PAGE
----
Google Cloud chief operating officer Diane Bryant has left the company after less than a year.
“We are grateful for the contributions she made while at Google and we wish her the best in her next pursuit,” a spokesperson said in a statement.
Before joining Google in late November 2017, Bryant spent more than 25 years at Intel, most recently leading its data center group. She took what was supposed to be a temporary leave from that role in May due to “family matters,” but ended up joining Google instead, under cloud CEO Diane Greene.
Bryant’s hire was a win for the search giant’s cloud business, which is widely seen as No. 3 in the public cloud market, behind Amazon and Microsoft. As the relative newcomer in the space, Google Cloud’s challenge has been to prove its capabilities to large businesses, though CEO Greene has said that there are no more “deal blockers” in the way of new contracts.
Under Greene, the cloud unit hasn’t made any significant acquisitions, though she recently said at an event that she “wouldn’t have minded” buying software developer platform GitHub, which Microsoft agreed to acquire for $7.5 billion in early July.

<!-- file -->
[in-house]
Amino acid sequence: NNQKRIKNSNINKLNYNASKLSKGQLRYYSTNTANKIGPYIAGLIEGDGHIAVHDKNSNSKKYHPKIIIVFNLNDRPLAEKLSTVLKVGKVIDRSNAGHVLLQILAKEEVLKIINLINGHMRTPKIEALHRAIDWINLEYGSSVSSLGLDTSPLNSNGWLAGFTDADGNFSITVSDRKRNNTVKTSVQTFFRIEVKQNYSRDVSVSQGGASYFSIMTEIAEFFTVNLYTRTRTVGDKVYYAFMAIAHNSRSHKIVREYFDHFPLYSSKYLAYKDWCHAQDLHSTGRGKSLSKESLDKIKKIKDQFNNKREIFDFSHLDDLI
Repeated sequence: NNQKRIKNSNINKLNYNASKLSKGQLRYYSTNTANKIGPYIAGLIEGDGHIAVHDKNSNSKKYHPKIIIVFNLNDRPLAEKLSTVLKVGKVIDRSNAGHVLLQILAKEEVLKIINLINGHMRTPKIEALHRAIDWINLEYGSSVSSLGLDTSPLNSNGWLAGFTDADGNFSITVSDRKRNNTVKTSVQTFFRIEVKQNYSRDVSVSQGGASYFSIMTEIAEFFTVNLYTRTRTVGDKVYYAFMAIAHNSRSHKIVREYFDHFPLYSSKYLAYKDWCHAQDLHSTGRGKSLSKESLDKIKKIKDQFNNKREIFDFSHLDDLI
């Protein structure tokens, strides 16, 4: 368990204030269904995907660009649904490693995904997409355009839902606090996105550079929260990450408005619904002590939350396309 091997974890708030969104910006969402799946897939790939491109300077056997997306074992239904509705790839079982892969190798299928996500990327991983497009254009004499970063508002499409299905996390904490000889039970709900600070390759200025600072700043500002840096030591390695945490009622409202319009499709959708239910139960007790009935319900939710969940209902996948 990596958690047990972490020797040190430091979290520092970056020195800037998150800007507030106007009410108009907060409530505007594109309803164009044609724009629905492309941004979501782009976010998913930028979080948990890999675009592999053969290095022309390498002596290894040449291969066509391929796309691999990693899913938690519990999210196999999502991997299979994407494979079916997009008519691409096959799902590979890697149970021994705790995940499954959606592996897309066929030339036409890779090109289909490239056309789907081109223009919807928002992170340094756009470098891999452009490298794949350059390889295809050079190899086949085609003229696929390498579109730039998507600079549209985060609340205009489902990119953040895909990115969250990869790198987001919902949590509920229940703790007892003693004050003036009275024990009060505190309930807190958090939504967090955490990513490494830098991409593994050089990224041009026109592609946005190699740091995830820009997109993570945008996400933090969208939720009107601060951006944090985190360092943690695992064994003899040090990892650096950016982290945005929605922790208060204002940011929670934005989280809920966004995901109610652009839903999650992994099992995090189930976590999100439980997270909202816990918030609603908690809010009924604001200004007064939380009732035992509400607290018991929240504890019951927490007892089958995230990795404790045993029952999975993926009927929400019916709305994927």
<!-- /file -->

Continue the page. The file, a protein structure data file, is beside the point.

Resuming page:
People familiar with the situation had previously told CNBC that Google representatives had been in talks with GitHub in the week’s leading up to Microsoft’s deal.
As for Bryant, before she left Intel she was considered one of the company’s top three executives. After CEO Brian Krzanich suddenly resigned in June due to a relationship with an employee, analysts floated her name as a possible successor.
Business Insider first reported the news of Bryant’s departure.